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Thursday, July 3
 
Hatcher signs five-year, $30M deal

ESPN.com news services

DETROIT -- The Detroit Red Wings already had the Norris Trophy winner. Now, they've added another top defenseman.

The Red Wings pried Derian Hatcher away from the rival Dallas Stars on Thursday, adding him to a defensive corps that already features Norris Trophy winners Nicklas Lidstrom and Chris Chelios.

What a great move for the Detroit Red Wings. Adding Derian Hatcher to their lineup likely makes Detroit's defense the best in the NHL.

The Wings now have mobility, toughness, size and depth. It's obvious that Detroit is looking to do whatever it takes to get back to the Stanley Cup finals after being swept by the Ducks in the first round of last season's playoffs.

This will be a very dangerous and incredibly stingy team to face next season. Hatcher is an excellent defensive player and joins a line that already features two former Norris Trophy winners in Chris Chelios and Nicklas Lidstrom. At 6-5, 235 pounds, Hatcher is an extremely imposing figure who will help stifle many opposing offenses.

Lidstrom has been given the Norris, awarded to the NHL's top defenseman, after each of the previous three seasons. Hatcher was a finalist this year.

The Red Wings signed the unrestricted free agent to a five-year, $30 million contract. The deal doesn't contain a no-trade clause.

"I'm just ecstatic to be here," Hatcher said. "It would be really special to win a Stanley Cup in the town I grew up in."

Hatcher, a native of the Detroit suburb of Sterling Heights, captained the Stars to the 1999 Stanley Cup. He has played in 827 regular-season and 100 playoff games in his 12-year career, all with the Stars. That includes 23 postseason games in 1999, when the Stars won their only Stanley Cup.

"Obviously growing up, I was a Red Wing fan," said Hatcher, whose favorite Detroit player was Gordie Howe.

The loss of Hatcher is a big blow to the Stars. But Stars owner Tom Hicks told The Dallas Morning News that allowing Hatcher to go to free agency was not a mistake in negotiations.

A year ago, the Stars offered Hatcher a five-year contract extension in excess of $30 million, but Hatcher turned it down. The Stars then added $15 million to last year's payroll with the addition of several free agents, including Bill Guerin. In making a last-minute counter-offer to Hatcher, the Stars were not willing to sign him to a five-year deal this time, the newspaper reported.

"I wouldn't call it a mistake," Hicks told the Morning News. "We're disappointed Derian made the decision he did, but the chance to do a long-term deal with Derian was last year, and he turned that down. We're disappointed that we're losing him, but hockey is the ultimate team game, and we have to be able to overcome the impact of losing one player."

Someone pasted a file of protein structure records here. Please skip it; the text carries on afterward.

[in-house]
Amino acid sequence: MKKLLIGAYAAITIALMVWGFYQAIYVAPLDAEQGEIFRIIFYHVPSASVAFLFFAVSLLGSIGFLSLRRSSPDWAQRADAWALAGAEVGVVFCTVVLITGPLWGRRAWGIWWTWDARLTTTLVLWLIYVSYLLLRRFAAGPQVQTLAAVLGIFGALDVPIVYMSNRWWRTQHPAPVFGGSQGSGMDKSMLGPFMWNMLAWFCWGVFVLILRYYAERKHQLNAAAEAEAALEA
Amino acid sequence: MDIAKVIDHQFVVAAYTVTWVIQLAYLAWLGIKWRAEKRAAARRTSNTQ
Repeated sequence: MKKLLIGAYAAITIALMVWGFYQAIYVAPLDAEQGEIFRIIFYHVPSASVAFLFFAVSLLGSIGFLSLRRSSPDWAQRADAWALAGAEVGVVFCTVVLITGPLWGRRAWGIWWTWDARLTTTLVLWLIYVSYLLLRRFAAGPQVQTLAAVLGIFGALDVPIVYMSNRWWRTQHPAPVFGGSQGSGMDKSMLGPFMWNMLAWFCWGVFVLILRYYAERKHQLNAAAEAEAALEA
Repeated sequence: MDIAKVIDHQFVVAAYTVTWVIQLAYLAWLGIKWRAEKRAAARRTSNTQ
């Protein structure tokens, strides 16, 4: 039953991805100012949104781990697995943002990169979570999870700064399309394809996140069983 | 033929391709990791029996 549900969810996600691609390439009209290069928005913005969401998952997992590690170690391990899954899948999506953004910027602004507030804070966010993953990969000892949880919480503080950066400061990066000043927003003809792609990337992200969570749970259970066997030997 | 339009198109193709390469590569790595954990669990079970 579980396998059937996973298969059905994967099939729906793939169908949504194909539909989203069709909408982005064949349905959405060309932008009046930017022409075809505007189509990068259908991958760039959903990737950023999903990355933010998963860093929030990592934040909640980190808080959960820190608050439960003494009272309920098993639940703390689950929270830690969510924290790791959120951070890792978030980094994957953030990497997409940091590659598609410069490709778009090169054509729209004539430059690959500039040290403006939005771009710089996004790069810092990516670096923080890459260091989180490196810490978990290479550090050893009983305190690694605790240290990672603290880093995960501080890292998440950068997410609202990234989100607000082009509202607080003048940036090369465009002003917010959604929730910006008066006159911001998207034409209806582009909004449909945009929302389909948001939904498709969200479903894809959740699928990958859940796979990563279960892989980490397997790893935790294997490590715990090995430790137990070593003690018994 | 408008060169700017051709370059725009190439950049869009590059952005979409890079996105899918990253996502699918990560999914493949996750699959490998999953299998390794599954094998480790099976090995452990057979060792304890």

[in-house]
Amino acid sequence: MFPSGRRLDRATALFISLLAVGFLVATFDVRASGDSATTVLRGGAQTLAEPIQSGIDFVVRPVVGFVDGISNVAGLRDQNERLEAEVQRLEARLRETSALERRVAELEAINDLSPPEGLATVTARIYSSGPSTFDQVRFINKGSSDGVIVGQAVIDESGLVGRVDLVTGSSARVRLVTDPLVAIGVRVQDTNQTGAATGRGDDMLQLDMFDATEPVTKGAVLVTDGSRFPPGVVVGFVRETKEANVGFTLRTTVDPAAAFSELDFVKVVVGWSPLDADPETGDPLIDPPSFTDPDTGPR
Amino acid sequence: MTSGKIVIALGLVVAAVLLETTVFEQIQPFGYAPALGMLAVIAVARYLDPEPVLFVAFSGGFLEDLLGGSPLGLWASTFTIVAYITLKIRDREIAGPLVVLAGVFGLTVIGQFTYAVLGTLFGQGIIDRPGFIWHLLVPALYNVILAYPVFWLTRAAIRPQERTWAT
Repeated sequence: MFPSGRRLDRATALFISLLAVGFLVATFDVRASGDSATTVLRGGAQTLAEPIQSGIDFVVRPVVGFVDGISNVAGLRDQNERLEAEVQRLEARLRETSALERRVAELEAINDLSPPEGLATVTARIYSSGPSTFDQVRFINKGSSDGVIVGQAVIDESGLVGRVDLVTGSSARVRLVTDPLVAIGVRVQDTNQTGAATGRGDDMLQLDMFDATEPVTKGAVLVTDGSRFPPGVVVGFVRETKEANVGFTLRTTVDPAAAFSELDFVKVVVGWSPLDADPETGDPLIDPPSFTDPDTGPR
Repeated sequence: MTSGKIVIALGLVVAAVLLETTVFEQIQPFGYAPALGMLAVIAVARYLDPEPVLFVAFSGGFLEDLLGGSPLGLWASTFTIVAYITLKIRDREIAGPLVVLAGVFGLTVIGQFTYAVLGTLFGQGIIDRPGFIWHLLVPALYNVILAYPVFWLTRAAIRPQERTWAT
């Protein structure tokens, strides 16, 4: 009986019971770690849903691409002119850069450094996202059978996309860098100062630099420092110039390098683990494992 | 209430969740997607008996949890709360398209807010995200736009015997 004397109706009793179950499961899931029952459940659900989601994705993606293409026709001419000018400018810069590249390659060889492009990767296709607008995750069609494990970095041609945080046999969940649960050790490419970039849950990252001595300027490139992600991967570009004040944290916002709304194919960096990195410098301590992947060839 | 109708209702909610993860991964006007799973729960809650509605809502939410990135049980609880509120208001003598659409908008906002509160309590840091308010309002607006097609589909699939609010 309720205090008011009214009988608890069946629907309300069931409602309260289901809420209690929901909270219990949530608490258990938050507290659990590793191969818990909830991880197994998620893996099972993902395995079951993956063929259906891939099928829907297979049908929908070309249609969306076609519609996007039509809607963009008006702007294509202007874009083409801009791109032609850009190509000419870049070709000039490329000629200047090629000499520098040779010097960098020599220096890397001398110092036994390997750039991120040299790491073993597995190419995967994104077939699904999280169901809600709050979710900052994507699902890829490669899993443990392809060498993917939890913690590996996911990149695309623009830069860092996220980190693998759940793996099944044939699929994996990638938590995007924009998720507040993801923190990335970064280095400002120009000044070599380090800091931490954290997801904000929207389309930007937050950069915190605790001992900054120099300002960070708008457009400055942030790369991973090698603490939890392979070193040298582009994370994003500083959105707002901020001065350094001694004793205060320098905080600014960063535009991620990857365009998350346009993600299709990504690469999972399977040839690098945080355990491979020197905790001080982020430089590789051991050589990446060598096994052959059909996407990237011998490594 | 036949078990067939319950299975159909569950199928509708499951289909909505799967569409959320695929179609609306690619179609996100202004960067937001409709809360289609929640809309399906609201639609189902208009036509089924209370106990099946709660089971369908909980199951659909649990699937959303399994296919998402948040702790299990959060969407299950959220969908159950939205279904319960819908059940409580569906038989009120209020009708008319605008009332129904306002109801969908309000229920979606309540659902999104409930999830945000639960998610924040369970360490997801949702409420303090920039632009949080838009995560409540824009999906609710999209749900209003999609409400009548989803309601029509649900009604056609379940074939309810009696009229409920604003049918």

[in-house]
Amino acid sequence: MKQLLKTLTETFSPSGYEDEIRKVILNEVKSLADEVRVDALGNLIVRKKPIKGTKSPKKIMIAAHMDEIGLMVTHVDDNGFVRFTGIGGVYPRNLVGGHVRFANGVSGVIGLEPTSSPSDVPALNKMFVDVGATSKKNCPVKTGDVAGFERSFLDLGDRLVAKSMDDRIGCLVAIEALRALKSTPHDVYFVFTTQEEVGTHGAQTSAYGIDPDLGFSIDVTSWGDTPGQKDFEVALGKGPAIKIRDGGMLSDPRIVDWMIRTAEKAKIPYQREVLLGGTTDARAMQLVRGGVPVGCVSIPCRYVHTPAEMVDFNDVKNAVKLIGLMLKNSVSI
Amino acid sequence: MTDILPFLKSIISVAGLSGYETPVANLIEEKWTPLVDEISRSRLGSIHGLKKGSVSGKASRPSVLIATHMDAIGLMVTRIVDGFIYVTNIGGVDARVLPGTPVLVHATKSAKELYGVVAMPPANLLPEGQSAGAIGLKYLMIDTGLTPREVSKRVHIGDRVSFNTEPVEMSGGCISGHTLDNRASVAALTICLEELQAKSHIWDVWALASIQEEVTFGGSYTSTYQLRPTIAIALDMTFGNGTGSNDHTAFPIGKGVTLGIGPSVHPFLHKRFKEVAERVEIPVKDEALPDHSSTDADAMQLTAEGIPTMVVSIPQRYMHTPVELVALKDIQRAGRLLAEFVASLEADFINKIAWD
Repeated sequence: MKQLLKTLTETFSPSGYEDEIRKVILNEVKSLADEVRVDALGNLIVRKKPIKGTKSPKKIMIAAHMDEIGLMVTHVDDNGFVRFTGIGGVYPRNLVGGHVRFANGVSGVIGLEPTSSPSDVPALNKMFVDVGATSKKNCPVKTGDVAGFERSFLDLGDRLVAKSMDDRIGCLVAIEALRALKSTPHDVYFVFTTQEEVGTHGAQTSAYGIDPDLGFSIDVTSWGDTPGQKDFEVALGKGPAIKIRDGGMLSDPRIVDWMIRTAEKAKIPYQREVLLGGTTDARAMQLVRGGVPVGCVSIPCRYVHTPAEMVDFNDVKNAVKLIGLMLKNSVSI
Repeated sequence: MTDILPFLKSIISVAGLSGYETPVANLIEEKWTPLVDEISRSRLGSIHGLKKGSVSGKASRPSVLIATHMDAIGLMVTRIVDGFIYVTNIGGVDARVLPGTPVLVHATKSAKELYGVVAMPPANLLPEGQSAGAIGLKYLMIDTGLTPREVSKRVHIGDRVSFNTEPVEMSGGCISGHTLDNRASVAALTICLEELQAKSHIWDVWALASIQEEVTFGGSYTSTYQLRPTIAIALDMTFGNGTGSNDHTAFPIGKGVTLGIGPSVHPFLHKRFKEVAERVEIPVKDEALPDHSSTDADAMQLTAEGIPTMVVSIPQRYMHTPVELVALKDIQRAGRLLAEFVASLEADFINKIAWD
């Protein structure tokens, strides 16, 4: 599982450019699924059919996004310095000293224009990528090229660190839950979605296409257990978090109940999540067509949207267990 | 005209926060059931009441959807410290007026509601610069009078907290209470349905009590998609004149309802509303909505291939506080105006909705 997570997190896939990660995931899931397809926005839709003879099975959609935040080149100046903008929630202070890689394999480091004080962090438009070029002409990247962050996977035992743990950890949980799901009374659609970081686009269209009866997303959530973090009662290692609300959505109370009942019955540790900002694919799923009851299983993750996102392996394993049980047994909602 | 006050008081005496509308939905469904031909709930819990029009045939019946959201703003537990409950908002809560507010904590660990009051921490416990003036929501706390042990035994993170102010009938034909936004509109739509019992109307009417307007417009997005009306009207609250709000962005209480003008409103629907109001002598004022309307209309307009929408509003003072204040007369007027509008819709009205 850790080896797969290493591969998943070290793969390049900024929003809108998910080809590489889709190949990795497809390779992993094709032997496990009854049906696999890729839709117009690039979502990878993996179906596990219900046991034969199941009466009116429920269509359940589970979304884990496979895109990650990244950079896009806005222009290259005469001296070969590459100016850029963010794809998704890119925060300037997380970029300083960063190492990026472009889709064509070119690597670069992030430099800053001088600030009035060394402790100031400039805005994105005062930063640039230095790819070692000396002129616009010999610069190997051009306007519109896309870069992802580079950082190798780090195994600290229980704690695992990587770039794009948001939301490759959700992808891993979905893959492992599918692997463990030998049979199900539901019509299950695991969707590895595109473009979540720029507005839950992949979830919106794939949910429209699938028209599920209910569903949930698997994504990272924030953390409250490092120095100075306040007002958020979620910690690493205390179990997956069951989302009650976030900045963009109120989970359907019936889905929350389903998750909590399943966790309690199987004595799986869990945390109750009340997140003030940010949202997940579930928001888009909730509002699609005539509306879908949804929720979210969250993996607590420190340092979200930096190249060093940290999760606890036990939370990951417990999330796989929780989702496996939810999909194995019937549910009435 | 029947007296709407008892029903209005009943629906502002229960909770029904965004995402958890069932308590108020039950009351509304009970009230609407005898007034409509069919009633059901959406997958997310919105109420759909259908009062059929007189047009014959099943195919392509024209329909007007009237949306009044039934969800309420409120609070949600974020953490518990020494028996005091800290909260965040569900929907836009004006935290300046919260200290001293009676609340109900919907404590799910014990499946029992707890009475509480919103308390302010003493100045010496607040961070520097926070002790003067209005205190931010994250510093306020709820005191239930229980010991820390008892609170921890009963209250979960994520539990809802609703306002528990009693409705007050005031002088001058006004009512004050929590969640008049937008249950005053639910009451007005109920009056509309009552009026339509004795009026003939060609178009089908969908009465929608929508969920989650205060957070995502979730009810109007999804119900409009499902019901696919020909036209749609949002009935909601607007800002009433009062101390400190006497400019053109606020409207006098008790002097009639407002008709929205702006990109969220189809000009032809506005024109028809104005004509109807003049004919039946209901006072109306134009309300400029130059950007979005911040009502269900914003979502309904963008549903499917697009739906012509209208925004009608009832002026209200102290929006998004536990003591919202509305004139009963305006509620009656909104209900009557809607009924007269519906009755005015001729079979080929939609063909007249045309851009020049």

Stars general manager Doug Armstrong said the team still needs to sign forwards Mike Modano and Jere Lehtinen and goaltender Marty Turco to new contracts. That prevented the Stars from matching Detroit's offer to Hatcher.

"We thought we could handle things going forward over three years, but not over five years," Armstrong told the Morning News.

The Red Wings' signing of Hatcher came one day after Sergei Fedorov's agent said the star forward, who spent 13 seasons in Detroit, would leave the team via free agency.

Detroit, a year removed from its third Stanley Cup title since 1997, is in the midst of an uncertain offseason.

Core players Fedorov, Steve Yzerman and Igor Larionov became unrestricted free agents earlier this week, and the team faces a sticky situation with goalies Dominik Hasek and Curtis Joseph both under contract for next season.

The signing of the 31-year-old Hatcher certainly will help.

"I think it's going to be a great addition to our team," Lidstrom said. "That's the kind of defenseman that we need that can play hard and tough like that."

Last season, the 6-foot-5, 235-pound Hatcher had 30 points (eight goals and 22 assists).

"He has such a tremendous presence as a defenseman," Red Wings associate coach Barry Smith said. "He competes at such a high level every game and is so hard to play against.

"We haven't had a defenseman like that since ... Vlady," referring to Vladimir Konstantinov, whose career ended in a limousine crash on June 13, 1997, less than a week after the Red Wings won the Cup.

The Red Wings have seven defensemen on the roster to fill six positions. Detroit coach Dave Lewis said one possibility is for Hatcher to play alongside fellow 6-foot-5 defenseman Jiri Fischer, who is recovering from a knee injury sustained in November.

"All of a sudden, it's a lot harder to play against us in our own zone," Lewis said. "You have to respect us more."

With the NHL's collective bargaining agreement set to expire after next season and uncertainty about what will happen after then, Dallas general manager Doug Armstrong said the team would avoid any long-term deals until those issues are settled.

Hatcher set career highs with 159 shots and a plus-37 rating last season, helping the Stars to the most points in the Western Conference. Mike Modano was quickly selected to replace Hatcher as the Stars' captain.

Information from The Associated Press was used in this report.




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